Friday, December 21, 2012

Tri-State Transportation Campaign releases its Northern New Jersey’s Most Dangerous Roads for Biking report

Despite New Jersey's already great cycling and our states potential to be truly exceptional amongst its peers, the unfortunate reality is that the number of bicycle / motor vehicle crashes remains all too high.   The Tri-State Transportation Campaign took a simple and objective look at these crash numbers in northern New Jersey in a new report released this past Tuesday.  From the TSTC's blog:
TSTC’s new analysis, Northern New Jersey’s Most Dangerous Roads for Biking, highlights the 19,551 bicycle (bicycle and motor vehicle) crashes in 13 Northern New Jersey counties (Bergen, Essex, Hudson, Hunterdon, Mercer, Middlesex, Monmouth, Morris, Passaic, Somerset, Sussex, Union and Warren) that occurred from 2001 through 2011. Of these, 81 were confirmed fatal. The analysis supplements the 2011 TSTC report, Southern New Jersey’s Most Dangerous Roads for Biking.
The brilliance of this report is that it does nothing but simply map out the crash locations in each of the northern 13 New Jersey counties and lets the patterns speak for themselves.
   
Bergen County Bicycle Crashes 2001 - 2011.  TSTC.
From the TSTC's analysis it would seem that the crash rate correlates very closely with the population density of each county.

Also, as TSTC noted, a large percentage of these bicycle / motor vehicle crashes are on arterial roadways whether that might be in Essex or Hunterdon County and all others in between. This is something that most experienced cyclists know instinctively and try to avoid those roadways whenever possible, even in the most sparsely populated parts of the state.

This report is solid evidence that two things should be happening to make bicycle transportation in New Jersey much more safe:
1 – When at all possible, efforts must be made to make these arterial roadways safe for cycling whether that be shoulders, bike lanes, road-diets, cycletracks, etc. As for road diets, a good number four-lane roadways simply do not have the traffic volume to warrant the need for four lanes.  These could very easily be put on a road diet and bike lanes installed.  Elsewhere, other solutions will need to be explored.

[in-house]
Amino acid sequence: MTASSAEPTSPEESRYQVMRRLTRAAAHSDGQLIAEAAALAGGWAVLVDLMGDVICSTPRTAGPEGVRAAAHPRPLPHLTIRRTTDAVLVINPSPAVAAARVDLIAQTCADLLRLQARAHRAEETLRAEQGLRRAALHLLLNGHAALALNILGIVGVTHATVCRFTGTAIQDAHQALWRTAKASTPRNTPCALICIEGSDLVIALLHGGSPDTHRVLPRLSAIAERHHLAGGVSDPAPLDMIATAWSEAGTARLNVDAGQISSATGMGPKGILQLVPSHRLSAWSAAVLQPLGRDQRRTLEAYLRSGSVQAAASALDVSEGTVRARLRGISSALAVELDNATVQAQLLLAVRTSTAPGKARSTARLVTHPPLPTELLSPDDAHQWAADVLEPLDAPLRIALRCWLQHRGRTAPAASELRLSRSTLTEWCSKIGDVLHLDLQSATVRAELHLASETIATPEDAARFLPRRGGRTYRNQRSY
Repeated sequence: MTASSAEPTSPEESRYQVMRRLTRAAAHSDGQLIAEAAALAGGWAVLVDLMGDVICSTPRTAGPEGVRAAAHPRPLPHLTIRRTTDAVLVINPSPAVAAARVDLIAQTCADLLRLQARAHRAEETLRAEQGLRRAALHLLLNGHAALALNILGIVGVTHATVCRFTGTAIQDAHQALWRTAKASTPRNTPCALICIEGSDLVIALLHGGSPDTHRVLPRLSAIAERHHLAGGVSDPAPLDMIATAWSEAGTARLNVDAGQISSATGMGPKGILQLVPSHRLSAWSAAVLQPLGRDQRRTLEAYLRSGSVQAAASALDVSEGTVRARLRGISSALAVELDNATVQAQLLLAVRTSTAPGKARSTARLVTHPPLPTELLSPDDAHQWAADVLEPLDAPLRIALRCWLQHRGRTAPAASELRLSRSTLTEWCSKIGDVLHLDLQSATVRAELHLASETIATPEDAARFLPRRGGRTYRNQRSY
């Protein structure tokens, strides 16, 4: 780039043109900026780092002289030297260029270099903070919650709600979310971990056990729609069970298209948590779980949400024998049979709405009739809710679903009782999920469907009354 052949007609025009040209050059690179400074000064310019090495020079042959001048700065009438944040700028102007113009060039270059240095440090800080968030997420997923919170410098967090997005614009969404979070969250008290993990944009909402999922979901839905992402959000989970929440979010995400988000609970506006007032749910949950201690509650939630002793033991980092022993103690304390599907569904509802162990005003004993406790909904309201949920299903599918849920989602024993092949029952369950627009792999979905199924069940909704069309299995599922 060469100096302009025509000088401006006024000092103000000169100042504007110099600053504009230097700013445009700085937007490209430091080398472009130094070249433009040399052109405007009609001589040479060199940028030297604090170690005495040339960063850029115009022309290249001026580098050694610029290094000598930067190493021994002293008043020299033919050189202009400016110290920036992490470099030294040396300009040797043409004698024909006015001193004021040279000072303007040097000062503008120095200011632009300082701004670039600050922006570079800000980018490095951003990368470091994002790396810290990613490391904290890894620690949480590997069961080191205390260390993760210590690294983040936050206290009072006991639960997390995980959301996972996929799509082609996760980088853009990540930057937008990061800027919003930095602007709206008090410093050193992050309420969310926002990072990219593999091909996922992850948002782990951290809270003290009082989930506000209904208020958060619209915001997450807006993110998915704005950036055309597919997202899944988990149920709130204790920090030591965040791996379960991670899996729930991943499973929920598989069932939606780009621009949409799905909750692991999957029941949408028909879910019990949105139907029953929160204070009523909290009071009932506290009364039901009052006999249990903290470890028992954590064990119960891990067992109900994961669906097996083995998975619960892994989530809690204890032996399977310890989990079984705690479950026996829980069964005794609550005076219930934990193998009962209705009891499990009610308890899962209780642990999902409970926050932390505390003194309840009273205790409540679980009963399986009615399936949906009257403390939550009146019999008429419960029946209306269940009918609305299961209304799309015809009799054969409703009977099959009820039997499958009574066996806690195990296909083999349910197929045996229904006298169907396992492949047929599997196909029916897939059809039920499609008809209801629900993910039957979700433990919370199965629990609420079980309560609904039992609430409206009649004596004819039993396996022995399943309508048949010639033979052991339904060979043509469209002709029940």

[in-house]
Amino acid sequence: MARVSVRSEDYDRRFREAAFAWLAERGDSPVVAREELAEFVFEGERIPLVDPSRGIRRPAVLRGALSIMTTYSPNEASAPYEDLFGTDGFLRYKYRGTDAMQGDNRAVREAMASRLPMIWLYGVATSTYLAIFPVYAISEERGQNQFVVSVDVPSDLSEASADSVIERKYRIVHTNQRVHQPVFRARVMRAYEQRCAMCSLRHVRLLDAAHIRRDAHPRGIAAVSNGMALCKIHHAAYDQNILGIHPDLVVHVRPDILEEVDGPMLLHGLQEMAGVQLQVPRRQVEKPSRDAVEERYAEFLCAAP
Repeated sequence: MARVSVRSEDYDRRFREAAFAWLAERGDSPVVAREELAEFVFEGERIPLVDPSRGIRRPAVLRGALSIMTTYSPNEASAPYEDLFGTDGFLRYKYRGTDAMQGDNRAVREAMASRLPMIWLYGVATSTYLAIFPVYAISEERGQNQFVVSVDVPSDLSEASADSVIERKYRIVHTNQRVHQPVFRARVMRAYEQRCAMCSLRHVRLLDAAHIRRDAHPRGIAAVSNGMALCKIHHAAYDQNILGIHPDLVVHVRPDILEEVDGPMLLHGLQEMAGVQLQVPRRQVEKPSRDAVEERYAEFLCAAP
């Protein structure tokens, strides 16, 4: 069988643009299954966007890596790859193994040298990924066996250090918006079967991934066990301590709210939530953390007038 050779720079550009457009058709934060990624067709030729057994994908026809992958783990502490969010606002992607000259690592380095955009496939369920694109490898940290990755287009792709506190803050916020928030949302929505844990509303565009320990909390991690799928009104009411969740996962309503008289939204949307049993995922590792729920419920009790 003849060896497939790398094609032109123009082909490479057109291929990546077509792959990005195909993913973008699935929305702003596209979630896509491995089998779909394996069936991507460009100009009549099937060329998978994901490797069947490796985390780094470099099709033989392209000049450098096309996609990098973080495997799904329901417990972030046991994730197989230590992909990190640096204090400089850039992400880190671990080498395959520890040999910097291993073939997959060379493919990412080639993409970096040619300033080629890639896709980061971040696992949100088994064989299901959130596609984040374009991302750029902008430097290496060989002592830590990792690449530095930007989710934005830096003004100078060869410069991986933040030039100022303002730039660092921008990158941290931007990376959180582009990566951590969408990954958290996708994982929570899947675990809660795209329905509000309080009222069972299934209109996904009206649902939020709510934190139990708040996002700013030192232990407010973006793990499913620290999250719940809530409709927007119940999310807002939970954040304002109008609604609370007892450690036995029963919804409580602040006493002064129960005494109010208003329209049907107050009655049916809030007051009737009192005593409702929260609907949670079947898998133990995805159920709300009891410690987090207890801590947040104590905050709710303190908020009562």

2 – Wherever practicable, bicycle routes should be created that guide cyclists off of the arterial roadways and onto safer rural tertiary and urban residential roadways. New Jersey, unlike most other states, has great interconnected residential and rural tertiary roadway networks. Experienced cyclists know this and use this network to safely navigate all around the state. A well thought out and marked, MUTCD compliant bicycle route network could aid less experienced cyclists and those new or just traveling through New Jersey, to find safer routes off the major arterials, that still provide reasonably direct routes to their final destinations.
Again, thank you Tri-State for crunching and geo-coding the statistics.

PS - Could you use red push pins to highlight the fatalities next time?

3 comments:

Max Power said...

I'm concerned about the implications of including shoulders in the Complete Streets policies. It appears that cyclists using those shoulders put themselves in legally precarious conditions, considering the Polzo v. Essex decision you analyzed earlier this year, and this recent collision in Chatham:
http://chatham.patch.com/articles/bicyclist-suffered-serious-injuries-in-crash-cops-say
I worry that building more shoulders in hopes of getting cyclists to use them will lead to more maimed cyclists facing tickets and lawsuits from the drivers who injured them.

Andrew J. Besold said...

Yes Max. That is EXACTLY my concern as well. Shoulders are fine in a number of situations but the law needs to clarified regarding the legal operation of a bicycle in a shoulder.

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